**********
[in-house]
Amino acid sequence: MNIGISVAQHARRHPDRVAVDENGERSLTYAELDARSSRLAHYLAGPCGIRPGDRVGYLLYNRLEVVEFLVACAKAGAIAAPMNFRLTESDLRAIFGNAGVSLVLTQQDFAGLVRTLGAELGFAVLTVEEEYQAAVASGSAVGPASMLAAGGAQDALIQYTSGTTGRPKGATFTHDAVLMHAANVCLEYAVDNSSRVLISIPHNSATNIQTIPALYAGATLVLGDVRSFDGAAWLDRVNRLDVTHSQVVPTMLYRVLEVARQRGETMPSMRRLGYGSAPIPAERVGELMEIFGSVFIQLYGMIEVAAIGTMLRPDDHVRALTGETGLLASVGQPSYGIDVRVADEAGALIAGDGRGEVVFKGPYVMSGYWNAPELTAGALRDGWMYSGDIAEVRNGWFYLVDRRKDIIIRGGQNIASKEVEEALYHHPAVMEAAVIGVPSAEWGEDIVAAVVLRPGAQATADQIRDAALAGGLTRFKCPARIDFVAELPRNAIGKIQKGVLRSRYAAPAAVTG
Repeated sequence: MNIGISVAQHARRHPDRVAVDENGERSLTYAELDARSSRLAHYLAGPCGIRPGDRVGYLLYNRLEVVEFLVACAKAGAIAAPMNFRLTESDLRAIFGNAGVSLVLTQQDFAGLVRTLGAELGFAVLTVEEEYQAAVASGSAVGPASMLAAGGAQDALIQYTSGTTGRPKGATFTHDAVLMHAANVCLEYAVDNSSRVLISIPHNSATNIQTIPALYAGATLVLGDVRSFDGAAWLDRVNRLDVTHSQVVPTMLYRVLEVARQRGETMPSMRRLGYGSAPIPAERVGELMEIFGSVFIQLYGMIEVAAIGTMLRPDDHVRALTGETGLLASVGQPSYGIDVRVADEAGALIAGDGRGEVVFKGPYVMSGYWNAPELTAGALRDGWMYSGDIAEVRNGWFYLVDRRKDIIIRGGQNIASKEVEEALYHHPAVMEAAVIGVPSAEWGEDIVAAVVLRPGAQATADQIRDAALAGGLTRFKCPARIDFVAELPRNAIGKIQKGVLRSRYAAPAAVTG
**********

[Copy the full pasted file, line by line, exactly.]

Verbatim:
[in-house]
Amino acid sequence: MNIGISVAQHARRHPDRVAVDENGERSLTYAELDARSSRLAHYLAGPCGIRPGDRVGYLLYNRLEVVEFLVACAKAGAIAAPMNFRLTESDLRAIFGNAGVSLVLTQQDFAGLVRTLGAELGFAVLTVEEEYQAAVASGSAVGPASMLAAGGAQDALIQYTSGTTGRPKGATFTHDAVLMHAANVCLEYAVDNSSRVLISIPHNSATNIQTIPALYAGATLVLGDVRSFDGAAWLDRVNRLDVTHSQVVPTMLYRVLEVARQRGETMPSMRRLGYGSAPIPAERVGELMEIFGSVFIQLYGMIEVAAIGTMLRPDDHVRALTGETGLLASVGQPSYGIDVRVADEAGALIAGDGRGEVVFKGPYVMSGYWNAPELTAGALRDGWMYSGDIAEVRNGWFYLVDRRKDIIIRGGQNIASKEVEEALYHHPAVMEAAVIGVPSAEWGEDIVAAVVLRPGAQATADQIRDAALAGGLTRFKCPARIDFVAELPRNAIGKIQKGVLRSRYAAPAAVTG
Repeated sequence: MNIGISVAQHARRHPDRVAVDENGERSLTYAELDARSSRLAHYLAGPCGIRPGDRVGYLLYNRLEVVEFLVACAKAGAIAAPMNFRLTESDLRAIFGNAGVSLVLTQQDFAGLVRTLGAELGFAVLTVEEEYQAAVASGSAVGPASMLAAGGAQDALIQYTSGTTGRPKGATFTHDAVLMHAANVCLEYAVDNSSRVLISIPHNSATNIQTIPALYAGATLVLGDVRSFDGAAWLDRVNRLDVTHSQVVPTMLYRVLEVARQRGETMPSMRRLGYGSAPIPAERVGELMEIFGSVFIQLYGMIEVAAIGTMLRPDDHVRALTGETGLLASVGQPSYGIDVRVADEAGALIAGDGRGEVVFKGPYVMSGYWNAPELTAGALRDGWMYSGDIAEVRNGWFYLVDRRKDIIIRGGQNIASKEVEEALYHHPAVMEAAVIGVPSAEWGEDIVAAVVLRPGAQATADQIRDAALAGGLTRFKCPARIDFVAELPRNAIGKIQKGVLRSRYAAPAAVTG